Also standard are multi-projector-beam headlamps with auto on-off; integrated fog lamps; UV reduction glass windshield, privacy glass on two rear side windows and back window; cargo area tonneau cover; dual exhaust with chrome tips; and rear spoiler. There are eight available option packages — including leather — with four stand-alone options — navigation system ($2590); JBL Premium Audio ($1090); a panoramic roof ($1050); rear-seat entertainment ($1680); and Blizzard Pearl paint ($220). Under The Hood: The Venza is available with either the standard 2.7-liter four-cylinder powerplant that delivers 182 horses at 5,800 rpm, and 182 pound-feet of torque at 4,200 rpm. Optional is a 3.5-liter V6 that puts 268 ponies to the pavement at 6200 rpm, and offers a muscular 246 pound-feet of torque at 4700 rpm. Both are married to a six-speed automatic transmission, with the Venza offered in all-wheel and front-wheel-drive configurations.

Behind The Wheel: We had the opportunity to put the Venza through its paces under a number of conditions and terrains. On the freeway, the Venza drives like a car, with a quietly smooth ride, and tight, sure steering and handling characteristics. Its stability on wet, slippery, two-lane winding roads — even in just front-wheel drive mode — is impressive. Although the Venza has some SUV attributes like its cargo versatility and higher driver and passenger seat positioning, it handles like a four-door sport sedan in many ways. While the Venza sits a little higher off the ground than a Camry, cornering at speed is achieved with minimal body roll (lean), and steering is light and accurate, so it transitions from side to side cleanly and easily.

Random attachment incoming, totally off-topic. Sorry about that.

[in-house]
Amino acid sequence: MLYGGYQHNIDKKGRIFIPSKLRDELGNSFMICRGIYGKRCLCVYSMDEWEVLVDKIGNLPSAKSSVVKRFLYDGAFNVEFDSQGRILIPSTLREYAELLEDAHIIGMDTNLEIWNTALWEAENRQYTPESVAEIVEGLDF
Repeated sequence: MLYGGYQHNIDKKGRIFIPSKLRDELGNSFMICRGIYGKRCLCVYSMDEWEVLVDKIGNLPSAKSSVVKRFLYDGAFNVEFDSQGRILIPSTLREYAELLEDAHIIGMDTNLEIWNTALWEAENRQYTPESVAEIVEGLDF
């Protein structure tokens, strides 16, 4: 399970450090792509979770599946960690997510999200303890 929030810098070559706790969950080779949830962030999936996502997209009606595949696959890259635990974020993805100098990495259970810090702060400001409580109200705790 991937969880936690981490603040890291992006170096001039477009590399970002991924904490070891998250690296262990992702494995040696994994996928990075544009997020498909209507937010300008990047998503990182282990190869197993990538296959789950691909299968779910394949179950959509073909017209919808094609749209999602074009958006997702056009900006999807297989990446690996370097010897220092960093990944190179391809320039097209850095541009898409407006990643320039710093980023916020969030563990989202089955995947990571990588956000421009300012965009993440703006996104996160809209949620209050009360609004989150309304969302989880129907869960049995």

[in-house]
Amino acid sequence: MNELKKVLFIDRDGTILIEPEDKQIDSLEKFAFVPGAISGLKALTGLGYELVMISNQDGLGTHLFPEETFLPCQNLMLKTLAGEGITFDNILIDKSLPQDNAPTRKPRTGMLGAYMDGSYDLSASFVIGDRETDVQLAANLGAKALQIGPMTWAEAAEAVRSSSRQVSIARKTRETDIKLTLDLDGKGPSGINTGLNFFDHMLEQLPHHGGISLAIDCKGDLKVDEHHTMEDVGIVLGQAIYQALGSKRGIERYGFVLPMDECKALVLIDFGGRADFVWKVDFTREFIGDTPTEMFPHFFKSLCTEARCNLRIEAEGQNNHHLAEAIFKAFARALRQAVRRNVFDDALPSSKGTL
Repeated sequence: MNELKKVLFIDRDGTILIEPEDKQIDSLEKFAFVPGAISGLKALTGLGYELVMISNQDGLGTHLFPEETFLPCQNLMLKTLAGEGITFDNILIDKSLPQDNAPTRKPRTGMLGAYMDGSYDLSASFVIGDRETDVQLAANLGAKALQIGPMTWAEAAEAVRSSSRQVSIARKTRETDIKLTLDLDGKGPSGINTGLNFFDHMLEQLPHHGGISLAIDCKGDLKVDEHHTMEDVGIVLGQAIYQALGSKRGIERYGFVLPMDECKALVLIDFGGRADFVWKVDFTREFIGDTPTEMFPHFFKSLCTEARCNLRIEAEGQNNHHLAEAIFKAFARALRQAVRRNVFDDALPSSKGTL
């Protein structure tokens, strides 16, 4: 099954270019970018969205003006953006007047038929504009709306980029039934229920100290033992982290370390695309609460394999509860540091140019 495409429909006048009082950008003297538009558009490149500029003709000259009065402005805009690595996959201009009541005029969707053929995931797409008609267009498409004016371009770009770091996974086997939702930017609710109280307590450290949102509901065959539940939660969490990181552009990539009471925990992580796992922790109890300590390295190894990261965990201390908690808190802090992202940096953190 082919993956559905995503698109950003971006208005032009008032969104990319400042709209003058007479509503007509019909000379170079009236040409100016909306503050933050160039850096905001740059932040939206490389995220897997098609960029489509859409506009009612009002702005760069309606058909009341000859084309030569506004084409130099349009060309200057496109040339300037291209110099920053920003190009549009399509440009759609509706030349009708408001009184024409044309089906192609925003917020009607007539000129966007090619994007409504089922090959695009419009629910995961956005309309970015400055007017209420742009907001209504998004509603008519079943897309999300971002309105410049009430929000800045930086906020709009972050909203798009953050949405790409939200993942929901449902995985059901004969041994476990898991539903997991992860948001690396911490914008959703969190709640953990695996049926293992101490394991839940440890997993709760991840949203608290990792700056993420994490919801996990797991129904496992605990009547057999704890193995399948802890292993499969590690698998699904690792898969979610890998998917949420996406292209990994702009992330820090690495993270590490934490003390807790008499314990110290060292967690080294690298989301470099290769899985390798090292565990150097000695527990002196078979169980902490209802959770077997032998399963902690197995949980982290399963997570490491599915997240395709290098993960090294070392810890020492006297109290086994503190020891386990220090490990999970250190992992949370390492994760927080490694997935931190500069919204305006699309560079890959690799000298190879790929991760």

Whines: None

Bottom Line: The new Toyota Venza is seemingly the best combination of car and SUV available today. It seats five, can carry a fair amount of cargo, is roomy and comfortable, delivering smooth, solid performance and handling — all combined with Toyota’s legend
ary reliability. What more could you want?